Content excerpted and adapted from a Michigan Municipal League for Public Policy news release.
As state budget negotiations and tax reform discussions continue in the Capitol, the Michigan League for Public Policy, Michigan’s Children, CMF, Think Babies Michigan and other children’s advocates are urging policymakers to pass Senate Bill 417 and increase the state Earned Income Tax Credit (EITC) to 30% of the federal credit as a way to reduce child poverty and improve outcomes for kids in every county.
The latest county census data fact sheets produced by the League show many kids and their families are still struggling around the state. The child poverty rate is still nearly 19% statewide, and higher than the state rate in 45 of the state’s 83 counties. Fact sheets and the poverty rate are also available for the state, legislative and congressional districts and select cities.
“This state and local data illustrate the continued challenges facing Michigan kids and their parents–and increasing the state EITC remains one of the best ways for policymakers to help improve that in their district and across Michigan,” Monique Stanton, president and CEO of the Michigan League for Public Policy said. “Nearly every area of a child’s life improves when their parents are on better financial footing, and expanding the EITC can have a direct and immediate benefit on hundreds of thousands of households and nearly one million kids in Michigan.”
Higher EITC income for single mothers with low educational attainment has been shown to increase birthweight, thanks in large part to greater access to prenatal care. State EITCs that are at least 10% of the federal credit–Michigan’s credit was once at 20% and currently sits at 6%–and full refundability contributes to both higher birthweight and fewer premature births.
Greater access to the EITC is associated with lower rates of infant mortality and EITC receipt during childhood improves the likelihood of reporting “good” or “excellent” health and lowers the likelihood of obesity in early adulthood.
“Raising the EITC to 30% will put more money in the pockets of families struggling to pay for basic necessities, including help with high child care costs that are keeping too many parents out of the labor force. As an economic policy, it’s a proven poverty buster, moving thousands of Michigan kids out of poverty. Politically speaking, it has the benefit of having support from both Republicans and Democrats,” Matt Gillard, president & CEO of Michigan’s Children said. “How much more proof do we need to do what’s right for Michigan families raising kids? Let’s get on with it, and take action. Let’s raise the EITC to 30%.”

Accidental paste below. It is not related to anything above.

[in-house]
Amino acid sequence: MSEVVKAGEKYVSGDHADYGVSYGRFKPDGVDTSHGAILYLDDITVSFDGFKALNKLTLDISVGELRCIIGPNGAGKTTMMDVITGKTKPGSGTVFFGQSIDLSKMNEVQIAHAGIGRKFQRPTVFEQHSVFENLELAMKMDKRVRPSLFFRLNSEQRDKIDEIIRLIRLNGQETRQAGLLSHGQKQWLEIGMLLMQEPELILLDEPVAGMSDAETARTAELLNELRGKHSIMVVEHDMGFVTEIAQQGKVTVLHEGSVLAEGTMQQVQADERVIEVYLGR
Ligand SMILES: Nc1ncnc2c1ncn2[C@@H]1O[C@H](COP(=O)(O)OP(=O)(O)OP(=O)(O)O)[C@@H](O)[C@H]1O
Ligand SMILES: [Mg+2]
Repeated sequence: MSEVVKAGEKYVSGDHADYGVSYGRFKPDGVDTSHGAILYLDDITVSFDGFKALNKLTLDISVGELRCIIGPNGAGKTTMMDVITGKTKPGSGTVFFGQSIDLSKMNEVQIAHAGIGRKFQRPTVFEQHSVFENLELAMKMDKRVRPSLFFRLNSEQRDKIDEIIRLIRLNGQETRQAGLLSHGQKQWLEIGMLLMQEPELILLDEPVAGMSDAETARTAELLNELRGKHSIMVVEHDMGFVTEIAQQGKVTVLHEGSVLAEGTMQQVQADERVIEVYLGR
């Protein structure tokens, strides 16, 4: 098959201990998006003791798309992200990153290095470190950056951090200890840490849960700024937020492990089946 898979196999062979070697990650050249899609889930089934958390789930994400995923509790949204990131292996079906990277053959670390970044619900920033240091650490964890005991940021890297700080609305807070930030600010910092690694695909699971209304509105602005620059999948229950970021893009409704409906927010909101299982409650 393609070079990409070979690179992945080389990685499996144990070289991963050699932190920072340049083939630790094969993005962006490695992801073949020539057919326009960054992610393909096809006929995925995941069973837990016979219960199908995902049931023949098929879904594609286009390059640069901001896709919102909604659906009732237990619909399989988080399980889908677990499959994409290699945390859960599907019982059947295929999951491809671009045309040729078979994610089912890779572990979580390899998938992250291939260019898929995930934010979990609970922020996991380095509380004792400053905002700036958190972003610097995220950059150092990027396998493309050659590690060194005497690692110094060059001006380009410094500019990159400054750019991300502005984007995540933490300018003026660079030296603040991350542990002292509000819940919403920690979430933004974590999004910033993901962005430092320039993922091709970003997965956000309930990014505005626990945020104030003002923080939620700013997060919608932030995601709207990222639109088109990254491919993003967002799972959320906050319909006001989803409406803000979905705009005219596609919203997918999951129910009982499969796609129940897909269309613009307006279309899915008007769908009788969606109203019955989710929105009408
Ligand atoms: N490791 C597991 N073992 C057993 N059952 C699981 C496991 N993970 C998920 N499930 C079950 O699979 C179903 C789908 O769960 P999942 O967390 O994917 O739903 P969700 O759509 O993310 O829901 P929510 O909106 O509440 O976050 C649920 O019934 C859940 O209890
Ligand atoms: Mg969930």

Increasing the state EITC would also have a positive impact on racial equity and help improve outcomes for Black and brown kids in Michigan. Due to systemic structural barriers, workers of color are often more likely to earn poverty-level wages than White workers. State-level EITCs help offset the disparate racial impact of regressive taxes like the sales tax by boosting the after-tax incomes of low-wage households.
Providing an income boost to parents also has significant, long-term positive effects on children. Children in households receiving the EITC tend to do better and go further in school and earn more as adults. As kids of color have poverty rates two to three times higher than rates for White children, the state EITC is especially important.
“The EITC is a proven highly effective financial resource putting money in the budgets of Michigan families who earn lower wages,” Kyle Caldwell, president and CEO of CMF said. “Michigan philanthropy understands that poverty has adverse effects on children’s health, well-being and learning, and for children of color, the inequities they face are even greater—the data is clear. Expanding the EITC is important for Michigan families to build more equitable pathways to opportunities, thereby strengthening our communities and our economy.”
Extra family income from EITC payments increase test scores for children, with the greatest effects on boys, children under 12, Black and Hispanic children, and children whose parents are unmarried. Higher test scores in school for children in families receiving the EITC have been found to contribute to a greater probability of attending college and higher lifetime earnings.
EITC exposure in childhood increases the likelihood of enrolling in college and obtaining a bachelor’s degree. Larger EITCs during childhood lead to both a higher rank in the income distribution and a higher probability of being in the workforce in young adulthood.
Expanding the Michigan EITC from 6% of the federal level to 30% of the federal amount has support from both sides of the aisle and more than 80 influential state business, religious, health and social services organizations from around the state.
SB 417 is sponsored by Republican Senator Wayne Schmidt, and was discussed by the Michigan Senate Finance Committee in May 2022 and December 2021. In both her 2022 State of the State address and 2023 budget proposal, Governor Gretchen Whitmer called for increasing the state EITC. In particular, she noted the benefits for nearly half of Michigan kids.